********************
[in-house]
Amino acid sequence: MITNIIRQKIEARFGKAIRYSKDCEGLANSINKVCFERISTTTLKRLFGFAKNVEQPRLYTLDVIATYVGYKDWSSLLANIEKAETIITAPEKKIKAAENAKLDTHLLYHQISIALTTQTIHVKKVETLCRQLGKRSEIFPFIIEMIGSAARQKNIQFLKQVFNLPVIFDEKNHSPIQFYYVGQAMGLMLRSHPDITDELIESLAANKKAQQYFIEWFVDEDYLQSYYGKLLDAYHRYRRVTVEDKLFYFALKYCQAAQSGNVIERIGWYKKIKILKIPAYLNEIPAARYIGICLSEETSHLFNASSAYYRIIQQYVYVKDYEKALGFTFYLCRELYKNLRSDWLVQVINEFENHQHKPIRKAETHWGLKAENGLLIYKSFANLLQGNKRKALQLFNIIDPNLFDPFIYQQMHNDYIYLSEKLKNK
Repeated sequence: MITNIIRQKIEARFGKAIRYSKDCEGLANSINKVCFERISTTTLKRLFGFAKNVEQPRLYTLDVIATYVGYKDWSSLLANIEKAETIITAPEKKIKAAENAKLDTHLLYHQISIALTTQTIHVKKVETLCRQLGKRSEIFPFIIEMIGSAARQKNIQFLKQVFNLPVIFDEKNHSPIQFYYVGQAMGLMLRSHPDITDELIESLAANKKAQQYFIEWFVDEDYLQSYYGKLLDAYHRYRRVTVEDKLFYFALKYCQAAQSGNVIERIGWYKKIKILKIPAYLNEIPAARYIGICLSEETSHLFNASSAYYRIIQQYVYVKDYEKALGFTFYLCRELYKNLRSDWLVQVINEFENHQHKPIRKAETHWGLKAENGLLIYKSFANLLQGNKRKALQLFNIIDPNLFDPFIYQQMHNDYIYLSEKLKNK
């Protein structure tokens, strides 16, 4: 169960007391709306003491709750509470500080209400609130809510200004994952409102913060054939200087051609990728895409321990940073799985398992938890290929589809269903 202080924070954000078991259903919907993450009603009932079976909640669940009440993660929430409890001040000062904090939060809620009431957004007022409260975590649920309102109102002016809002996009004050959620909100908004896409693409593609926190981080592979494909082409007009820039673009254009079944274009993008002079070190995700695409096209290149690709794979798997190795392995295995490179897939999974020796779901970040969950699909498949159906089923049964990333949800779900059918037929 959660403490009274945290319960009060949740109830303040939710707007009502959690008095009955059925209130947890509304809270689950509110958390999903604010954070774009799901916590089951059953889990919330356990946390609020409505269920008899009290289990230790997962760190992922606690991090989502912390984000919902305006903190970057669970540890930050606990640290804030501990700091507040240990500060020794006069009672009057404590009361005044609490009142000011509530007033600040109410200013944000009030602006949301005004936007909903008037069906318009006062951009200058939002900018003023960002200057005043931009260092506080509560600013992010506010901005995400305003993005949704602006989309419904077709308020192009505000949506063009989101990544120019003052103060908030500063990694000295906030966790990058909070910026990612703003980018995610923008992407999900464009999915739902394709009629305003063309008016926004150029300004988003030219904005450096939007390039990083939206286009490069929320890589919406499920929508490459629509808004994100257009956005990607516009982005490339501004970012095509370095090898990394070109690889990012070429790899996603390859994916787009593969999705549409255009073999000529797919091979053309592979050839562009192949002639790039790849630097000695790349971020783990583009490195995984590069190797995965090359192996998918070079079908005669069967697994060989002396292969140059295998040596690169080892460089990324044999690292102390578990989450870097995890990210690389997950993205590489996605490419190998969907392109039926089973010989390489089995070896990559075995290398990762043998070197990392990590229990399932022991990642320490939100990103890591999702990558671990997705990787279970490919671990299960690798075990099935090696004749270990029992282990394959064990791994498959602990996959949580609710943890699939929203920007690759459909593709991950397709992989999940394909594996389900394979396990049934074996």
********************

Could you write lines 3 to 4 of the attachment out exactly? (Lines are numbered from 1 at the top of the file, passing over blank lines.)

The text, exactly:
Repeated sequence: MITNIIRQKIEARFGKAIRYSKDCEGLANSINKVCFERISTTTLKRLFGFAKNVEQPRLYTLDVIATYVGYKDWSSLLANIEKAETIITAPEKKIKAAENAKLDTHLLYHQISIALTTQTIHVKKVETLCRQLGKRSEIFPFIIEMIGSAARQKNIQFLKQVFNLPVIFDEKNHSPIQFYYVGQAMGLMLRSHPDITDELIESLAANKKAQQYFIEWFVDEDYLQSYYGKLLDAYHRYRRVTVEDKLFYFALKYCQAAQSGNVIERIGWYKKIKILKIPAYLNEIPAARYIGICLSEETSHLFNASSAYYRIIQQYVYVKDYEKALGFTFYLCRELYKNLRSDWLVQVINEFENHQHKPIRKAETHWGLKAENGLLIYKSFANLLQGNKRKALQLFNIIDPNLFDPFIYQQMHNDYIYLSEKLKNK
């Protein structure tokens, strides 16, 4: 169960007391709306003491709750509470500080209400609130809510200004994952409102913060054939200087051609990728895409321990940073799985398992938890290929589809269903 202080924070954000078991259903919907993450009603009932079976909640669940009440993660929430409890001040000062904090939060809620009431957004007022409260975590649920309102109102002016809002996009004050959620909100908004896409693409593609926190981080592979494909082409007009820039673009254009079944274009993008002079070190995700695409096209290149690709794979798997190795392995295995490179897939999974020796779901970040969950699909498949159906089923049964990333949800779900059918037929 959660403490009274945290319960009060949740109830303040939710707007009502959690008095009955059925209130947890509304809270689950509110958390999903604010954070774009799901916590089951059953889990919330356990946390609020409505269920008899009290289990230790997962760190992922606690991090989502912390984000919902305006903190970057669970540890930050606990640290804030501990700091507040240990500060020794006069009672009057404590009361005044609490009142000011509530007033600040109410200013944000009030602006949301005004936007909903008037069906318009006062951009200058939002900018003023960002200057005043931009260092506080509560600013992010506010901005995400305003993005949704602006989309419904077709308020192009505000949506063009989101990544120019003052103060908030500063990694000295906030966790990058909070910026990612703003980018995610923008992407999900464009999915739902394709009629305003063309008016926004150029300004988003030219904005450096939007390039990083939206286009490069929320890589919406499920929508490459629509808004994100257009956005990607516009982005490339501004970012095509370095090898990394070109690889990012070429790899996603390859994916787009593969999705549409255009073999000529797919091979053309592979050839562009192949002639790039790849630097000695790349971020783990583009490195995984590069190797995965090359192996998918070079079908005669069967697994060989002396292969140059295998040596690169080892460089990324044999690292102390578990989450870097995890990210690389997950993205590489996605490419190998969907392109039926089973010989390489089995070896990559075995290398990762043998070197990392990590229990399932022991990642320490939100990103890591999702990558671990997705990787279970490919671990299960690798075990099935090696004749270990029992282990394959064990791994498959602990996959949580609710943890699939929203920007690759459909593709991950397709992989999940394909594996389900394979396990049934074996």